Monday, June 30, 2014

Five Things to Remember on June 30

1. In a 5-4 decision, the Supreme Court ruled today, June 30, in favor of religious freedom for Hobby Lobby and Conestoga Wood Specialties. “We welcome the Supreme Court’s decision to recognize that Americans can continue to follow their faith when they run a family business. In this case, justice has prevailed,” said on a statement Archbishop Joseph E. Kurtz of Louisville, president of the U.S. Conference of Catholic Bishops, and Archbishop William E. Lori of Baltimore, chairman of the U.S. bishops’ Ad Hoc Committee for Religious Liberty. The full statement is available at: The family operated businesses opposed being forced by the government to provide insurance coverage for contraceptives and abortion inducing drugs and devices.

2. Archbishop Leonard P. Blair of Hartford, Connecticut, was among the 24 metropolitan archbishops recently installed who received the pallium at a Mass celebrated on the feast of Saints Peter and Paul. Archbishop Blair told Catholic News Service, "The pallium is a symbol in Catholic faith and liturgy -- as the prayers and the text of the liturgy today made clear -- of the communion and unity of the church."

3. In the feast of Saints Peter and Paul, Ecumenical Patriarch Bartholomew sent a message to Pope Francis expressing his gratitude for the recent efforts to improve dialogue and promote peace between Israel and Palestine.

4. The Financial Intelligence Authority of the Holy See and Vatican City State has signed an agreement to release information with the U.S. Office of the Comptroller of the Currency (OCC). According to Vatican officials, this is part of their continued efforts to strengthen financial transparency and cooperation, under the new laws enacted last year.

5. God loves you.

Friday, June 27, 2014

Five Things to Remember on June 27

1. U.S. citizens of all faiths await the Supreme Court decision June 30 on Hobby Lobby and Conestoga Wood Specialties. The for-profit companies oppose being forced by the government to provide insurance coverage for drugs and devices that violate their religious convictions on respect for human life. It's a religious liberty issue.

2. The bishops of Iowa on June 26 called for humanitarian treatment of the unaccompanied children crossing the U.S.-Mexican border to escape violence in their home countries. The bishops noted that Catholic Charities organizations are responding as best they can to this crisis and urged the government to do the same.

3. The Vatican released the Synod working document "The Pastoral Challenges of the Family in the Context of Evangelization" June 26. The wide range of issues include, among many concerns, the pastoral approach to dealing with divorced and remarried Catholics, baptism of children of homosexual couples, streamlining annulments and spousal abuse. The complete text of the synod working document in English will be posted at:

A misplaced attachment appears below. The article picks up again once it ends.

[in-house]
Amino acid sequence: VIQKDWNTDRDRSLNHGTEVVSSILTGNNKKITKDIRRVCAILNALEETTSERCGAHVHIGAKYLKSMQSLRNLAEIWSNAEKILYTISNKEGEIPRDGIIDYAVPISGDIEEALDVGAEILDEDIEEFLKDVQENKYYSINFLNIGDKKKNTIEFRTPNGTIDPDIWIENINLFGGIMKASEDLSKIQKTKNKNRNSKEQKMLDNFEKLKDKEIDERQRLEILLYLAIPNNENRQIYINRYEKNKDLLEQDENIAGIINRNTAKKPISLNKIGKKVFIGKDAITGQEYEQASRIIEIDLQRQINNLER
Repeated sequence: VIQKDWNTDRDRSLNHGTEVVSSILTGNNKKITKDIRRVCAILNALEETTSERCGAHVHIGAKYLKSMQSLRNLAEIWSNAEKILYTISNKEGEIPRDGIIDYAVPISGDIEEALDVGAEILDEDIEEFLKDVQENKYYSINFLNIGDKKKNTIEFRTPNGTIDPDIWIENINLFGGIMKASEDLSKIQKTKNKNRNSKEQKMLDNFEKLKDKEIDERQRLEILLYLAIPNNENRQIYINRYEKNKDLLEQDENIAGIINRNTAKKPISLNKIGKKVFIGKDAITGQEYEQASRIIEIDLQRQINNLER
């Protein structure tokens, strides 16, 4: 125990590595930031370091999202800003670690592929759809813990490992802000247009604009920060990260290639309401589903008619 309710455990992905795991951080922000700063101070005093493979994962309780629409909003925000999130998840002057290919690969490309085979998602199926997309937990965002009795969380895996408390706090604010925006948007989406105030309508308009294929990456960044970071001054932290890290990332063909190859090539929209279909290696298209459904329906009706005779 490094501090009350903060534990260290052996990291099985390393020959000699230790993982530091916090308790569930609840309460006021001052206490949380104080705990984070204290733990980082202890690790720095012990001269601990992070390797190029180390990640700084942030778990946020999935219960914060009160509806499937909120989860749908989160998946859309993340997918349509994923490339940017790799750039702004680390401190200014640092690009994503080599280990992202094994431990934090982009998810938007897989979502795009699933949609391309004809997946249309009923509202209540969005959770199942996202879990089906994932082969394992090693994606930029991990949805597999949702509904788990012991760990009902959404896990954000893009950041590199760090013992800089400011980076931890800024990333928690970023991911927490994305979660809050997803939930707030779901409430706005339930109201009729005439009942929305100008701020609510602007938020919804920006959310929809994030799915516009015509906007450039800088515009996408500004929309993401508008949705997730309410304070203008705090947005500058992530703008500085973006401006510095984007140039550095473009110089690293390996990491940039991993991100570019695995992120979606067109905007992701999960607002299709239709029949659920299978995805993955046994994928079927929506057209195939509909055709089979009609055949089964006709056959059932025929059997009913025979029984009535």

The complete text in Spanish will be posted at:

4. On Sunday, June 29th, the Solemnity of Sts. Peter and Paul, twenty-seven metropolitan archbishops from around the world, who were installed during the course of the past year, will receive the pallium - the white woollen garment that is the traditional and peculiar sign of the metropolitan office. Twenty-four of them will receive the garment at a special liturgy at the Vatican, while three shall receive their pallia separately. Among those to receive the pallium at the Vatican is Archbishop Stephen Blair of Hartford, Connecticut.

5. God loves you.

Thursday, June 26, 2014

Five Things To Remember On June 26

1. The U.S. Supreme Court upheld freedom of speech for pro-life Americans in a June 26 decision in the case of McCullen v. Coakley. The Court unanimously declared unconstitutional a Massachusetts law barring pro-life advocates from public sidewalks near abortion facilities. Cardinal Seán P. O’Malley of Boston, chairman of the U.S. bishops’ Committee on Pro-Life Activities, issued the following statement.

2. reports: A press conference was held in the Holy See Press Office this morning to present the Instrumentum Laboris of the 3rd Extraordinary General Assembly of the Synod of Bishops (5-19 October 2014) which will focus on “pastoral challenges to the family in the context of evangelization.”

2. In case you missed it: Bishop Mark J. Seitz of El Paso, Texas, stated in testimony before the House Judiciary Committee, June 25, that the rise of the number of children crossing the U.S.-Mexico border represents a “test of our moral character” of the nation. “We must not fail this test,” he added. View his testimony at the 54 minute mark.

4. This week we are saying goodbye to Monsignor Richard Hilgartner, who is returning to the Archdiocese of Baltimore after serving seven years as executive director of the USCCB's divine worship office. He was responsible for helping implement the Roman Missal translation across the country nearly three years ago. In addition to his duties in Baltimore, Monsignor Hilgartner will also serve as president of the National Association of Pastoral Musicians.

5. God loves you.

Wednesday, June 25, 2014

Five Things To Remember On June 25

1. People are engaging in the Fortnight for Freedom until July and religious liberty issues are front and center in the country. Find out what the Fortnight is about and what is happening in the country in this short video:

2. LeBron James might be filing for free agency, but Pope Francis says there can't be any free agents when it comes to going to church.

3. Immigration issues are making headlines again. In less than two weeks, the National Migration Conference will take place in Washington with the theme “In Faith, In Solidarity, In Service.” The conference will focus on the Catholic Church’s response to the challenges and hardships refugees, immigrants, migrants, trafficking victims, and other persons on the move face in the United States and throughout the world. Find out more.